Perhaps the best place to locate barter exchanges operating in your area is in the Yellow Pages, under "Barter & Trade Exchanges." According to Bastarache, you should always do some careful research before joining a barter exchange--your reputation, as well as the cost of your membership fee and trade credits, is on the line. Visit the exchange office to check out the people who are running the organization, their membership directory and their computer system.
Some questions to ask before joining an exchange include:
- How large is the exchange membership network? Barter clubs range from several hundred to more than five thousand members, and many smaller exchanges network via computer databases with other clubs nationwide. The larger the exchange network, the more services you'll have to choose from.
- What is the focus of the exchange? Particularly when considering small exchanges, find out what service categories--travel, entertainment, business supplies, professional services--they deal in. Remember, you have to be able to spend the trade credits you accumulate within the exchange.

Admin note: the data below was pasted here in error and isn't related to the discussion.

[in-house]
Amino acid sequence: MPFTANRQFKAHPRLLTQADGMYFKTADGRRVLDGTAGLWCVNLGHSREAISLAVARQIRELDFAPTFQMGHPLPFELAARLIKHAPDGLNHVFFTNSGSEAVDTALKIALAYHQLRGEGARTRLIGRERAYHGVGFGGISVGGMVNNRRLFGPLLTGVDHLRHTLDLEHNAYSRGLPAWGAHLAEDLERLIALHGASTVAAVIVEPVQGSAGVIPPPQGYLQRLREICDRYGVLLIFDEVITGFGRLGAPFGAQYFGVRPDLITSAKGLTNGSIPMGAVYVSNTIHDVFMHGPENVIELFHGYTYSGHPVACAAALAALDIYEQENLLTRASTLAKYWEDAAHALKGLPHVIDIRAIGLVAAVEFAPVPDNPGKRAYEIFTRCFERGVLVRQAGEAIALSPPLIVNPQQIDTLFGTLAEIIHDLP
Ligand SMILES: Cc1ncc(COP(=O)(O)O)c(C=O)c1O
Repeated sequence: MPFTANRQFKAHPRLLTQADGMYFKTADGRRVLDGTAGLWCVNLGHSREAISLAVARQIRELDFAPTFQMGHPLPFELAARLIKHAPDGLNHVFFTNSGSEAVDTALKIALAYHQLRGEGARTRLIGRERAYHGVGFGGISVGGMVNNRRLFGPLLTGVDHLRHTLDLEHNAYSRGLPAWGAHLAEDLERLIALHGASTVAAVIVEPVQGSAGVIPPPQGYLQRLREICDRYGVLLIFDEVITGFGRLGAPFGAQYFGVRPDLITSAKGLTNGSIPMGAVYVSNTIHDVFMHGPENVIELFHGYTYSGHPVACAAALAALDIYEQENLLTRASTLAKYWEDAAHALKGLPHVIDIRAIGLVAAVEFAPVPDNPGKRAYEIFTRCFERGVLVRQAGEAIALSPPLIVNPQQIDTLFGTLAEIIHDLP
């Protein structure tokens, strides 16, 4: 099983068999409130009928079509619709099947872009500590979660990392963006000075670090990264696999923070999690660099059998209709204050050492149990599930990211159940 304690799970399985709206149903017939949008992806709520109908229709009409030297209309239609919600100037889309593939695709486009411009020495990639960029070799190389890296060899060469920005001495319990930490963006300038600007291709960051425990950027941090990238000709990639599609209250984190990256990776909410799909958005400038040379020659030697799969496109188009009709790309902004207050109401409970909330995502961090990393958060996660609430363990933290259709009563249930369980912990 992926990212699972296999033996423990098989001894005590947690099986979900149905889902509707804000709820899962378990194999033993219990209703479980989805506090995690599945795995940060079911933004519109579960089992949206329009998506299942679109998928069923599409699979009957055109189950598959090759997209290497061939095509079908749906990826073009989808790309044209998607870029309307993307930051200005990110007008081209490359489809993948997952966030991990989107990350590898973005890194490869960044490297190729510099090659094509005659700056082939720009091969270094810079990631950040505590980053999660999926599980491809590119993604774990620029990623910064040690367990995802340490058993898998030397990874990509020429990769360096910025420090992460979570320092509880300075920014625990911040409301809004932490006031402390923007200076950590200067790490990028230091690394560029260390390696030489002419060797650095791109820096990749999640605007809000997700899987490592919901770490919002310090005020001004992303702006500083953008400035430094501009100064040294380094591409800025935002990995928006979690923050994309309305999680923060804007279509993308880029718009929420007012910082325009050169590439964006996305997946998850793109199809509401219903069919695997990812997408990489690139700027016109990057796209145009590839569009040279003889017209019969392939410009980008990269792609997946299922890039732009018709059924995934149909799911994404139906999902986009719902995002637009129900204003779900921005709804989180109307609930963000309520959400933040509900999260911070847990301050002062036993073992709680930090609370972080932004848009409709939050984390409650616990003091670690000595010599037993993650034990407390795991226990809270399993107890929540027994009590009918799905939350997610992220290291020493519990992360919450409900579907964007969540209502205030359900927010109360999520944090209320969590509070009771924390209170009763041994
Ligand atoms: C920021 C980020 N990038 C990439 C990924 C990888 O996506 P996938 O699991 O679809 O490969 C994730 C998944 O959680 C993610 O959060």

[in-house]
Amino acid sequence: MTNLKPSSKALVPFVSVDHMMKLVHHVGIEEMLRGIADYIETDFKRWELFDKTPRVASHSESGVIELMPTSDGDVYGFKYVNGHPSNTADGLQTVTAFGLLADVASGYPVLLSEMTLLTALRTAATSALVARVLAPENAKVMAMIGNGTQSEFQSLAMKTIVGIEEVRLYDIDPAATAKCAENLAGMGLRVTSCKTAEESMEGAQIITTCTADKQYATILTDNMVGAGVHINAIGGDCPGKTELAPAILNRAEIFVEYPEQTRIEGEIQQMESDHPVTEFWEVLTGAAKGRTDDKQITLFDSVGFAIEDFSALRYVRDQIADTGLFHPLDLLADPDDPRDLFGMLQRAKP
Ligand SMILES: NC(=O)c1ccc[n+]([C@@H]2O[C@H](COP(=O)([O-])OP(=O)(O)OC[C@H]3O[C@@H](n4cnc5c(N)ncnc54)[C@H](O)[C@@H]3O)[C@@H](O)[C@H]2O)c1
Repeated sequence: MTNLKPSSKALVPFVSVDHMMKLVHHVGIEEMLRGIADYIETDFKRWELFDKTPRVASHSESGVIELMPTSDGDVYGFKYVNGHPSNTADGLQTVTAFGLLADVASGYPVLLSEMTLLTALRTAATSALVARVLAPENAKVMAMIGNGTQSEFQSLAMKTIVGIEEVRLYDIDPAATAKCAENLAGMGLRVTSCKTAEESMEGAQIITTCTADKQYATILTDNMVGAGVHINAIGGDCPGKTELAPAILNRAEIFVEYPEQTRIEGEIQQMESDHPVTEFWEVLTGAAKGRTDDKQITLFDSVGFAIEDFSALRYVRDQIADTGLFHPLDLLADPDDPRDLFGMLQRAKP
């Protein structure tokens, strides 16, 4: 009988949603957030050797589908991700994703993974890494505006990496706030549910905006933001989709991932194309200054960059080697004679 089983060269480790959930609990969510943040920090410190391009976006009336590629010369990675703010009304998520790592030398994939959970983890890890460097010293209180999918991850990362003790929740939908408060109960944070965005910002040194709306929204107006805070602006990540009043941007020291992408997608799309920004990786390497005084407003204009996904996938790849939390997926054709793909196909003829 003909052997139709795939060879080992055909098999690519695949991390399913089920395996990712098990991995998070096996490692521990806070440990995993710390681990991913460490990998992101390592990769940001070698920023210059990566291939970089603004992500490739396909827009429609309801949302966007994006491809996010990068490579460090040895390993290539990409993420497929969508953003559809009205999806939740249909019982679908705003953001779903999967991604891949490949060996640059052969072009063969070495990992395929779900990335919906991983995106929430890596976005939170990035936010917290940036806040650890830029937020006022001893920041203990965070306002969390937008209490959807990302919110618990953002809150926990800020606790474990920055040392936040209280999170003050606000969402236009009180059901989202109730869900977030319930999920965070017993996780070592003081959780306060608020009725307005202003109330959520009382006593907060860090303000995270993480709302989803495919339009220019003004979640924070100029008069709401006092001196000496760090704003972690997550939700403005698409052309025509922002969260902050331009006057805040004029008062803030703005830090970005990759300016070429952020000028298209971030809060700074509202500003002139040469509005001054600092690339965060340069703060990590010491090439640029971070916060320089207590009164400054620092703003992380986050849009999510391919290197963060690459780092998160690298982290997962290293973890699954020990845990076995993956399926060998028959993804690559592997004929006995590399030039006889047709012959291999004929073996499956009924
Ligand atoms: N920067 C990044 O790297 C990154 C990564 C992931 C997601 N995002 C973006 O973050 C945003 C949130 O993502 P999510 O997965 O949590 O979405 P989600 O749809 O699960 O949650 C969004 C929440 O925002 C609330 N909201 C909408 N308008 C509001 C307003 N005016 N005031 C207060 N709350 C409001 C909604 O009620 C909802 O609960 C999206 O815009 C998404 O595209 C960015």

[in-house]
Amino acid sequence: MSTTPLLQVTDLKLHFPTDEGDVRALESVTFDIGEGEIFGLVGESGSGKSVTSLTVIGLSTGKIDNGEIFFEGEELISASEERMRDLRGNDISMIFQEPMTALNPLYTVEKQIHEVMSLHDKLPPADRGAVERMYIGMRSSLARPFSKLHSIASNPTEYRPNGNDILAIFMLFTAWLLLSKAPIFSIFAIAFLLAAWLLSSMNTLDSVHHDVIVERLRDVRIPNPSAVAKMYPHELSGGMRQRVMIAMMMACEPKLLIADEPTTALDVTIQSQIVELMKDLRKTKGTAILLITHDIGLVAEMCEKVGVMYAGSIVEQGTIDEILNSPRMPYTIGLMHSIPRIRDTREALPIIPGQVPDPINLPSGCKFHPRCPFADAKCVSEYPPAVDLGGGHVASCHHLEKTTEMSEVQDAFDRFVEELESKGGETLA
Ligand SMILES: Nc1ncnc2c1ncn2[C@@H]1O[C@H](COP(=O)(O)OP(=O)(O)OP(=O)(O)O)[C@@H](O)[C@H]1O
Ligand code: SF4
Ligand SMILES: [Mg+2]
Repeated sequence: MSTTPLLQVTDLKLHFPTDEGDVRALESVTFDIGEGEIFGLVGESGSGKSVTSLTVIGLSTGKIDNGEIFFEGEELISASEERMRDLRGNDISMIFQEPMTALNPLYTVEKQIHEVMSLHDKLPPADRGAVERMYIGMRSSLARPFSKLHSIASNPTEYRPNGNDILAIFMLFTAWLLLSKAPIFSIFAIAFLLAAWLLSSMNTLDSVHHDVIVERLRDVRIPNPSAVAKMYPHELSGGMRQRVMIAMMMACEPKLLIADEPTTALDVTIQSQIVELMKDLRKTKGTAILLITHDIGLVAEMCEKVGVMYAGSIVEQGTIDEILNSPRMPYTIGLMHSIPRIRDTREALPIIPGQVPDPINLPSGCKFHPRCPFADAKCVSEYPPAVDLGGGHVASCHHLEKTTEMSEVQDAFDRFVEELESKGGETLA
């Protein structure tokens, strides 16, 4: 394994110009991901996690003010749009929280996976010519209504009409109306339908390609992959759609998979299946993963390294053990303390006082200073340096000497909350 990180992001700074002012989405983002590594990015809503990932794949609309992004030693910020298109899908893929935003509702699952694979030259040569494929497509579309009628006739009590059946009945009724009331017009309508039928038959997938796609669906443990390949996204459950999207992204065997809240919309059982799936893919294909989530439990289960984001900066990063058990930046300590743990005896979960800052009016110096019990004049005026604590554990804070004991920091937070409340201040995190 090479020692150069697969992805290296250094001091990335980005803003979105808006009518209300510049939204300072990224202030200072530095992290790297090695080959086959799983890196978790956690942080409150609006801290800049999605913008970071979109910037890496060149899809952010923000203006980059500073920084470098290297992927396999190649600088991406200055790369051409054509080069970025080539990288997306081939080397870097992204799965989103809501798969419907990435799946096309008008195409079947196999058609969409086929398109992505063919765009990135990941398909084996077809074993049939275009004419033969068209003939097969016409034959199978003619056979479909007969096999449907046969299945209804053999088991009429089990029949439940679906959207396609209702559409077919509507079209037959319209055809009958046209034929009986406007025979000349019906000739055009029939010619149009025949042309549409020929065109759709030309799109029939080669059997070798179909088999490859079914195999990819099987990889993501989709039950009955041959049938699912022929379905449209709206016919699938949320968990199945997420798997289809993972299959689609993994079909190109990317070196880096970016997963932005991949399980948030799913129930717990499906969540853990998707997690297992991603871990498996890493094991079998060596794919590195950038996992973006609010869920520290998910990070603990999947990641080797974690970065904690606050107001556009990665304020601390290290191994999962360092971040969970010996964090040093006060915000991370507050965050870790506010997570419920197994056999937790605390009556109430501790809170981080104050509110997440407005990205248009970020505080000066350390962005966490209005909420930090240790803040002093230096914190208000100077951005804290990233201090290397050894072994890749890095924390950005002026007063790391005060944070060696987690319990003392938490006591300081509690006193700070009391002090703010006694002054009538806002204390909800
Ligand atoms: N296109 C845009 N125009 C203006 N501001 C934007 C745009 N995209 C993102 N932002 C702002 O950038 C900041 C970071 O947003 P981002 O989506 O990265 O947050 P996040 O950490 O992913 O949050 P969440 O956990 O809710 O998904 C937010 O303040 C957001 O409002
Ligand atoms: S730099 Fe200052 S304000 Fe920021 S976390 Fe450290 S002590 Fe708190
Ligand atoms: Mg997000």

- How long has the exchange been operating? The worst-case scenario is that you have several thousand dollars of credit in your account and the exchange goes bankrupt. According to White, this doesn't happen often, but it pays to join a reputable club that's been in business for at least five years.
- Does the exchange have good references? To get a feel for what you're getting into, talk to a handful of clients who have been members of the exchange for four or five years.
The small amount of time and effort it takes to investigate a barter network is a fair trade for the services you'll receive, not to mention the marketing muscle you'll gain by exposing your products and services to a whole new audience.
Jennifer Haupt is a freelance writer in Bellevue, Washington.